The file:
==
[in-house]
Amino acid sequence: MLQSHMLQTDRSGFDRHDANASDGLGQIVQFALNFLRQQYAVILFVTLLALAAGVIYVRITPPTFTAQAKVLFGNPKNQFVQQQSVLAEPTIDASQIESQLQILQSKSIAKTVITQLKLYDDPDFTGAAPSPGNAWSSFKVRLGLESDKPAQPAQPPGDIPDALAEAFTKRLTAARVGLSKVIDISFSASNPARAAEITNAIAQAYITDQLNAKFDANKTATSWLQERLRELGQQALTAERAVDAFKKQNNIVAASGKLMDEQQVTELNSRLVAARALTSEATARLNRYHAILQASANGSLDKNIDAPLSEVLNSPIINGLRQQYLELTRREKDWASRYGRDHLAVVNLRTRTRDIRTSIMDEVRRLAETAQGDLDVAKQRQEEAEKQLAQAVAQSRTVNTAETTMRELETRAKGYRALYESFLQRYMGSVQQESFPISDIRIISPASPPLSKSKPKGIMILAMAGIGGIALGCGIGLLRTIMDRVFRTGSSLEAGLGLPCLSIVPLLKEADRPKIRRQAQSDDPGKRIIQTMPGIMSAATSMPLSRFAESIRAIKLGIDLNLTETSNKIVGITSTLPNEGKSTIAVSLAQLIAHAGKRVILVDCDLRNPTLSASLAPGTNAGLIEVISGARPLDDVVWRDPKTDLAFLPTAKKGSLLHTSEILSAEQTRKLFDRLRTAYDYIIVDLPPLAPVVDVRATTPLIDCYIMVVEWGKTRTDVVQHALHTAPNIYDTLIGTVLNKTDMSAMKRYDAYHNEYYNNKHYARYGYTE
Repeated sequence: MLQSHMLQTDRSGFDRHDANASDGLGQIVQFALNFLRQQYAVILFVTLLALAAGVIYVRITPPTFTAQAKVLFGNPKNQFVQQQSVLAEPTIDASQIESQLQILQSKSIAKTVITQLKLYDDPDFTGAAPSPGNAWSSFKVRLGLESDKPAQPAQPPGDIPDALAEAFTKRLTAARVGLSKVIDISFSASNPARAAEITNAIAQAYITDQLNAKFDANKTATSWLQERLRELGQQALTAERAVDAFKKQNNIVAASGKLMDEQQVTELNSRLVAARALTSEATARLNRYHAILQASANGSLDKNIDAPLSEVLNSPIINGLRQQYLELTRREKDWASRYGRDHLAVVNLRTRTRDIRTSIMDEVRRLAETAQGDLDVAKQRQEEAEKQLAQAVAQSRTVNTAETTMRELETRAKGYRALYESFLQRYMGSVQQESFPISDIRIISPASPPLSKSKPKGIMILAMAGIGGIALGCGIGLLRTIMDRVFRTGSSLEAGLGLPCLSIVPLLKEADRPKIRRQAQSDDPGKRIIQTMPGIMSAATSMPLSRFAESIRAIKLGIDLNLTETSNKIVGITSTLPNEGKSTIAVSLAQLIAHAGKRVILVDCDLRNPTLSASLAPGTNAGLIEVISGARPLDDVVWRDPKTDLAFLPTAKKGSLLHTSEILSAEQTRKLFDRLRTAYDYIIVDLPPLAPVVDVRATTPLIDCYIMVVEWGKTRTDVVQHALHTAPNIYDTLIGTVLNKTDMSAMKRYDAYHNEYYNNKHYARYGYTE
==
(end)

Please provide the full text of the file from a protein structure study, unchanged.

[in-house]
Amino acid sequence: MLQSHMLQTDRSGFDRHDANASDGLGQIVQFALNFLRQQYAVILFVTLLALAAGVIYVRITPPTFTAQAKVLFGNPKNQFVQQQSVLAEPTIDASQIESQLQILQSKSIAKTVITQLKLYDDPDFTGAAPSPGNAWSSFKVRLGLESDKPAQPAQPPGDIPDALAEAFTKRLTAARVGLSKVIDISFSASNPARAAEITNAIAQAYITDQLNAKFDANKTATSWLQERLRELGQQALTAERAVDAFKKQNNIVAASGKLMDEQQVTELNSRLVAARALTSEATARLNRYHAILQASANGSLDKNIDAPLSEVLNSPIINGLRQQYLELTRREKDWASRYGRDHLAVVNLRTRTRDIRTSIMDEVRRLAETAQGDLDVAKQRQEEAEKQLAQAVAQSRTVNTAETTMRELETRAKGYRALYESFLQRYMGSVQQESFPISDIRIISPASPPLSKSKPKGIMILAMAGIGGIALGCGIGLLRTIMDRVFRTGSSLEAGLGLPCLSIVPLLKEADRPKIRRQAQSDDPGKRIIQTMPGIMSAATSMPLSRFAESIRAIKLGIDLNLTETSNKIVGITSTLPNEGKSTIAVSLAQLIAHAGKRVILVDCDLRNPTLSASLAPGTNAGLIEVISGARPLDDVVWRDPKTDLAFLPTAKKGSLLHTSEILSAEQTRKLFDRLRTAYDYIIVDLPPLAPVVDVRATTPLIDCYIMVVEWGKTRTDVVQHALHTAPNIYDTLIGTVLNKTDMSAMKRYDAYHNEYYNNKHYARYGYTE
Repeated sequence: MLQSHMLQTDRSGFDRHDANASDGLGQIVQFALNFLRQQYAVILFVTLLALAAGVIYVRITPPTFTAQAKVLFGNPKNQFVQQQSVLAEPTIDASQIESQLQILQSKSIAKTVITQLKLYDDPDFTGAAPSPGNAWSSFKVRLGLESDKPAQPAQPPGDIPDALAEAFTKRLTAARVGLSKVIDISFSASNPARAAEITNAIAQAYITDQLNAKFDANKTATSWLQERLRELGQQALTAERAVDAFKKQNNIVAASGKLMDEQQVTELNSRLVAARALTSEATARLNRYHAILQASANGSLDKNIDAPLSEVLNSPIINGLRQQYLELTRREKDWASRYGRDHLAVVNLRTRTRDIRTSIMDEVRRLAETAQGDLDVAKQRQEEAEKQLAQAVAQSRTVNTAETTMRELETRAKGYRALYESFLQRYMGSVQQESFPISDIRIISPASPPLSKSKPKGIMILAMAGIGGIALGCGIGLLRTIMDRVFRTGSSLEAGLGLPCLSIVPLLKEADRPKIRRQAQSDDPGKRIIQTMPGIMSAATSMPLSRFAESIRAIKLGIDLNLTETSNKIVGITSTLPNEGKSTIAVSLAQLIAHAGKRVILVDCDLRNPTLSASLAPGTNAGLIEVISGARPLDDVVWRDPKTDLAFLPTAKKGSLLHTSEILSAEQTRKLFDRLRTAYDYIIVDLPPLAPVVDVRATTPLIDCYIMVVEWGKTRTDVVQHALHTAPNIYDTLIGTVLNKTDMSAMKRYDAYHNEYYNNKHYARYGYTE